PHOTOGRAPHERS
Follow
Find tag "documentary"
39.2K views | +22 today
PHOTOGRAPHERS
News about photography
Curated by Photo report
Your new post is loading...
Your new post is loading...
Scooped by Photo report
Scoop.it!

Children of the Omo | Photographer: Steve Mc Curry

Children of the Omo | Photographer:  Steve Mc Curry | PHOTOGRAPHERS | Scoop.it

"The Omo River Valley is located in Southwest Ethiopia. It has been called “the last frontier” in Africa. There are nine main tribes that occupy the Omo River Valley, with a population of approximately 225,000 tribal peoples. "


" The majority of the people living in the Omo River Valley live without clean drinking water and without medical care. It has been a privilege to go back to the Omo Valley in Ethiopia with my friend, John Rowe, to photograph the work he is doing with Lale Labuko in their mission to end the practice of mingi and to house and shelter the mingi children who have already been rescued. " 

 

" Lale,  a 2013 National Geographic Emerging Explorer,  learned about the practice of Mingi and made it his life’s mission to end ritual infanticide in his tribe’s culture. " - Steve McCurry

Photo report's insight:

More information: http://omochild.org/videos/lale-labukos-story

more...
No comment yet.
Scooped by Photo report
Scoop.it!

Trouble In The Water | Photographer: Matt Eich

Trouble In The Water | Photographer: Matt Eich | PHOTOGRAPHERS | Scoop.it

Curtis "Rebel" Rageur sits on the bow, hat backwards, eyes watchful. He gives a thumbs-down to Julius Gaudet, 62, letting him know that the line they set the day before is in the water. Julius pulls the boat to a stop near the shore of Shell Island, Louisiana as Rebel searches for the line with his gaff. He finds it, pulling hand-over-fist, as if reeling in a large fish. With a splash, the reptilian head emerges suddenly from the water and Julius leans over the edge, putting one 9mm round through it's brain. The two hunters pull their prey into the boat, tag it and toss it onto the deck, which will soon be stacked high with the rest of the day's haul. Rebel turns to me, wiping blood onto his pants, and with a smile says, "And that's how we do the gator dance."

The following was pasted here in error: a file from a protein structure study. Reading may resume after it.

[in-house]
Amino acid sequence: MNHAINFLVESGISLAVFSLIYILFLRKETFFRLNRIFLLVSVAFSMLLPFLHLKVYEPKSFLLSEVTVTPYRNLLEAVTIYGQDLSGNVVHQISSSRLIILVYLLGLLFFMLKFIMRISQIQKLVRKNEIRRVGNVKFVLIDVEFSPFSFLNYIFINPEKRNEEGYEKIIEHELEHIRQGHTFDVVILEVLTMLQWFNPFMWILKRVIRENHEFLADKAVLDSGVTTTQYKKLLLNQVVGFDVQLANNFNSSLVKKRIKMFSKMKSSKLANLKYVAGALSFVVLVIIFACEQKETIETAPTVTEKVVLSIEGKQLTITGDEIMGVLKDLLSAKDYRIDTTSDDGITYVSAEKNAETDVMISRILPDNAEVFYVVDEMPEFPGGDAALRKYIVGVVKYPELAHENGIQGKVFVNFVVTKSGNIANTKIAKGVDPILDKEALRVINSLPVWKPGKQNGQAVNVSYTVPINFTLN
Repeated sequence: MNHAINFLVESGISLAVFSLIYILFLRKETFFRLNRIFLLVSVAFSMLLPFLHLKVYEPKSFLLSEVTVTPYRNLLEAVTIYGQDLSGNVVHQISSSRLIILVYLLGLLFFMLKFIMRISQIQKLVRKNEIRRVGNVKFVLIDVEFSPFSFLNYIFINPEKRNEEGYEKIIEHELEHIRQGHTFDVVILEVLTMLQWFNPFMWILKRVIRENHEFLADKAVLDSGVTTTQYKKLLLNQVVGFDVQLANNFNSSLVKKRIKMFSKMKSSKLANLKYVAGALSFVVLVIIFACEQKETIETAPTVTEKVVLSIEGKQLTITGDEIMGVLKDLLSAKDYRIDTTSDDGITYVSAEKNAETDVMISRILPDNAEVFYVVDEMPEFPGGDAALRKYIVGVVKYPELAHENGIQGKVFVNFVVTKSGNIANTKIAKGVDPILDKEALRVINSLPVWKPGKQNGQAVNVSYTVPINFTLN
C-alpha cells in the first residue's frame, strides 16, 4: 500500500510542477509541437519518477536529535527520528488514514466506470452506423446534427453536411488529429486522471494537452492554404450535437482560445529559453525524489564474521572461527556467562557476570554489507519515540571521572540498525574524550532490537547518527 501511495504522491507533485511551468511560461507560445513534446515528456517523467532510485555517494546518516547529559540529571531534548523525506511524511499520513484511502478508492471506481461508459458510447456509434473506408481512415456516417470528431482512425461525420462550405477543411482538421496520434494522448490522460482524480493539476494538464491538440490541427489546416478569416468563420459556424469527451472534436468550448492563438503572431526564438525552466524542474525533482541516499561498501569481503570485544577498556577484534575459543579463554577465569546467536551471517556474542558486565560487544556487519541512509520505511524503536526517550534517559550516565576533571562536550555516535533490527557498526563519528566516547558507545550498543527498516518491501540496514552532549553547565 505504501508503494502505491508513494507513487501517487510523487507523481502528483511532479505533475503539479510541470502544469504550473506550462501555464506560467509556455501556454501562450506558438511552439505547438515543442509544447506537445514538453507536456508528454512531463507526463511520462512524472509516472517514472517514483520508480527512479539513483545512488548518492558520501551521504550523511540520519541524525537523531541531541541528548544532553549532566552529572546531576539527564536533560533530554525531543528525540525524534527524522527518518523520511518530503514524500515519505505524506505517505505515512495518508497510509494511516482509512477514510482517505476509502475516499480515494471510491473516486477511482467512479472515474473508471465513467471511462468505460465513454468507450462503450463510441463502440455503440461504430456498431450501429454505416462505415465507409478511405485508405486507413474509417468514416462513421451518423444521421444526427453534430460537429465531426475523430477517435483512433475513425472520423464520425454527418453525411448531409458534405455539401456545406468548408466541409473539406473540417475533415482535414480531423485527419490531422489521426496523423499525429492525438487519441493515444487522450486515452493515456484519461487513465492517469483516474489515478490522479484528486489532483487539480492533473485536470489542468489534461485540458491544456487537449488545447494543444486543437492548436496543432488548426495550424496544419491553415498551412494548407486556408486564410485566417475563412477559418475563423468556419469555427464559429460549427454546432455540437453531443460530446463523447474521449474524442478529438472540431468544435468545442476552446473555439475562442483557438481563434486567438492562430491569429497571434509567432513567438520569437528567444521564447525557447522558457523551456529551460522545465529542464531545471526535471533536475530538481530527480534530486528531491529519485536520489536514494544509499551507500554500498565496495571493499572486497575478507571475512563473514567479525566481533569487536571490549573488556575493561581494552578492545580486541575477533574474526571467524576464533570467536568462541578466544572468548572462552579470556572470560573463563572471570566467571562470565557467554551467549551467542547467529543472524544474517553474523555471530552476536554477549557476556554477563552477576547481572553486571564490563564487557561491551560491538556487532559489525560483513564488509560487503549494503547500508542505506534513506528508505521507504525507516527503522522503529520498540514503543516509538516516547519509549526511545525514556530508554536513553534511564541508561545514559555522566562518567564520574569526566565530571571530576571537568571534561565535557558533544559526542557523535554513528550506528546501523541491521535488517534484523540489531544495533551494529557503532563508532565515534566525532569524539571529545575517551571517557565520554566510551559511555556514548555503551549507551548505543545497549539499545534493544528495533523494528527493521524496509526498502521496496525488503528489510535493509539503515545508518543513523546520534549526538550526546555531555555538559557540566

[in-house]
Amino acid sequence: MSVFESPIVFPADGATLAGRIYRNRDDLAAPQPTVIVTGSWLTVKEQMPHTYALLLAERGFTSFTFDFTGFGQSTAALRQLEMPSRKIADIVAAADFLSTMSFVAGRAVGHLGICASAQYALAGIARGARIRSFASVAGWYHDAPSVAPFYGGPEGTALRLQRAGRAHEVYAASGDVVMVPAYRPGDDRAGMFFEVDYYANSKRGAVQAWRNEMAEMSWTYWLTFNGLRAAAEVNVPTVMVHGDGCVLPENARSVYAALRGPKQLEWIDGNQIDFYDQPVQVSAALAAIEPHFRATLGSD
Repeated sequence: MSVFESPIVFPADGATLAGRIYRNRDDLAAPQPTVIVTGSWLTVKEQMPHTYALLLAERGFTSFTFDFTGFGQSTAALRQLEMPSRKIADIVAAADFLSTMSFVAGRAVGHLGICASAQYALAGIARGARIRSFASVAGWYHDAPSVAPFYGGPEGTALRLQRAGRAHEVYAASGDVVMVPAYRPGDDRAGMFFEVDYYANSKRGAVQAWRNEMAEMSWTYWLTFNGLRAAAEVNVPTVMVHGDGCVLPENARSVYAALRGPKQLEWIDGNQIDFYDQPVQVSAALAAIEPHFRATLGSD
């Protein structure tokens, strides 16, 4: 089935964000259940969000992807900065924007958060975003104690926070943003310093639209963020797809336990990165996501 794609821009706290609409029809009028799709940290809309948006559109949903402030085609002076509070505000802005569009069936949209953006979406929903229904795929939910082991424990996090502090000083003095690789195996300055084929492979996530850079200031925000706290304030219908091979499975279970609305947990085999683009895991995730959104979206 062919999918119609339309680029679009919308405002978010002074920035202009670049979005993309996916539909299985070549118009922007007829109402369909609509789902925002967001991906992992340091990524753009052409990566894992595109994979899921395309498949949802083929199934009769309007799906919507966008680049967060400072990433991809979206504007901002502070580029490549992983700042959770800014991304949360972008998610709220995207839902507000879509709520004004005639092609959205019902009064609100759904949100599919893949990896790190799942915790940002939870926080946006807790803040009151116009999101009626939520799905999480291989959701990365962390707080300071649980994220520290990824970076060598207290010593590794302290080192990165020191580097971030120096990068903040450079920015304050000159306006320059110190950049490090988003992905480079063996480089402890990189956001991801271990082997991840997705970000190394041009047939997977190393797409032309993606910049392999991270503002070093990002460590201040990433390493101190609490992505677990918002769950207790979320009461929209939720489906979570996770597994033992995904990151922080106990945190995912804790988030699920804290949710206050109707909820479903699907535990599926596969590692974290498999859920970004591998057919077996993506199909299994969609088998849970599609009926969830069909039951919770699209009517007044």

The state of Louisiana is home to the largest alligator population in the United States, estimated to be almost 2 million. Alligators are North America's largest reptiles and are considered a renewable resource in an industry that has thrived in America's deep south for centuries. The first large alligator harvests occurred during the early 1800s. During the Civil War, alligator skins were used to make shoes and saddles for confederate troops. The alligator farming industry in Louisiana alone annually harvests 140,000-170,000 gators which are valued at over $12,000,000.  - Matt Eich

more...
Alessandro Zanini's curator insight, February 9, 6:16 AM

Cacciatori di alligatori in Louisiana. 

 

Scooped by Photo report
Scoop.it!

In the Shadow of Wounded Knee | PHOTOGRAPHER: AARON HUEY

In the Shadow of Wounded Knee | PHOTOGRAPHER: AARON HUEY | PHOTOGRAPHERS | Scoop.it
After 150 years of broken promises, the Oglala Lakota people of the Pine Ridge Reservation in South Dakota are nurturing their tribal customs, language, and beliefs. A rare, intimate portrait shows their resilience in the face of hardship. 

Almost every historical atrocity has a geographically symbolic core, a place whose name conjures up the trauma of a whole people: Auschwitz, Robben Island, Nanjing. For the Oglala Lakota of the Pine Ridge Indian Reservation that place is a site near Wounded Knee Creek, 16 miles northeast of the town of Pine Ridge. From a distance the hill is unremarkable, another picturesque tree-spotted mound in the creased prairie. But here at the mass grave of all those who were killed on a winter morning more than a century ago, it’s easy to believe that certain energies—acts of tremendous violence and of transcendent love—hang in the air forever and possess a forever half-life.

 

Alex White Plume, a 60-year-old Oglala Lakota activist, lives with his family and extended family on a 2,000-acre ranch near Wounded Knee Creek. White Plume’s land is lovely beyond any singing, rolling out from sage-covered knolls to creeks bruised with late summer lushness. From certain aspects, you can see the Badlands, all sun-bleached spires and scoured pinnacles. And looking another way, you can see the horizon-crowning darkness of the Black Hills of South Dakota.

 

One hot and humid day in early August, I drove out to interview White Plume in a screened outdoor kitchen he had just built for his wife. Hemp plants sprouted thickly all over their garden. “Go ahead and smoke as much as you like,” White Plume offered. “I always tell people that: Smoke as much as you want, but you won’t get very high.” The plants are remnants from a plantation of industrial hemp—low-tetrahydrocannabinol (THC) Cannabis sativa—cultivated by the White Plume family in 2000.

Fuller text: http://ngm.nationalgeographic.com/2012/08/pine-ridge/fuller-text ;
Photo report's insight:

Aaron Huey is a National Geographic photographer and a Contributing Editor for Harper's Magazine. He is based in Seattle, WA.

more...
No comment yet.
Scooped by Photo report
Scoop.it!